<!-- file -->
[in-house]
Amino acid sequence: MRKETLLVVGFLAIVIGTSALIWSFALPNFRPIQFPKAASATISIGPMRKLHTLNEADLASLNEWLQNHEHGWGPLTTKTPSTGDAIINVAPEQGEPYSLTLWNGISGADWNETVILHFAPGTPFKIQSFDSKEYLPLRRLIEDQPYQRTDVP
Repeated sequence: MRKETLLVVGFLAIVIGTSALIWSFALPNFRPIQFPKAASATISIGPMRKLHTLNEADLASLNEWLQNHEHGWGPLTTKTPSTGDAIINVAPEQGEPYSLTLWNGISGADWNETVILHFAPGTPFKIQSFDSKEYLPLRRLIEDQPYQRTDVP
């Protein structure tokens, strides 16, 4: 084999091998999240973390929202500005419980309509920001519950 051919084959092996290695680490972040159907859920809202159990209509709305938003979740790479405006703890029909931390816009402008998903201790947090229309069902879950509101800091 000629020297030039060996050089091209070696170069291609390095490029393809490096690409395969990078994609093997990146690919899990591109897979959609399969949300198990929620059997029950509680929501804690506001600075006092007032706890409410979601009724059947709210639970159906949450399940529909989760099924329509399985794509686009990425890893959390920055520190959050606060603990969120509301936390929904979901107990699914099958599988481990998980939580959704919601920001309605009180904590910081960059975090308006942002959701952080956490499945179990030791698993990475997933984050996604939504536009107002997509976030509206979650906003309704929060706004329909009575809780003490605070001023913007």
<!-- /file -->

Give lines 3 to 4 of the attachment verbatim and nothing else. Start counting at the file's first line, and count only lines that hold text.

Repeated sequence: MRKETLLVVGFLAIVIGTSALIWSFALPNFRPIQFPKAASATISIGPMRKLHTLNEADLASLNEWLQNHEHGWGPLTTKTPSTGDAIINVAPEQGEPYSLTLWNGISGADWNETVILHFAPGTPFKIQSFDSKEYLPLRRLIEDQPYQRTDVP
């Protein structure tokens, strides 16, 4: 084999091998999240973390929202500005419980309509920001519950 051919084959092996290695680490972040159907859920809202159990209509709305938003979740790479405006703890029909931390816009402008998903201790947090229309069902879950509101800091 000629020297030039060996050089091209070696170069291609390095490029393809490096690409395969990078994609093997990146690919899990591109897979959609399969949300198990929620059997029950509680929501804690506001600075006092007032706890409410979601009724059947709210639970159906949450399940529909989760099924329509399985794509686009990425890893959390920055520190959050606060603990969120509301936390929904979901107990699914099958599988481990998980939580959704919601920001309605009180904590910081960059975090308006942002959701952080956490499945179990030791698993990475997933984050996604939504536009107002997509976030509206979650906003309704929060706004329909009575809780003490605070001023913007």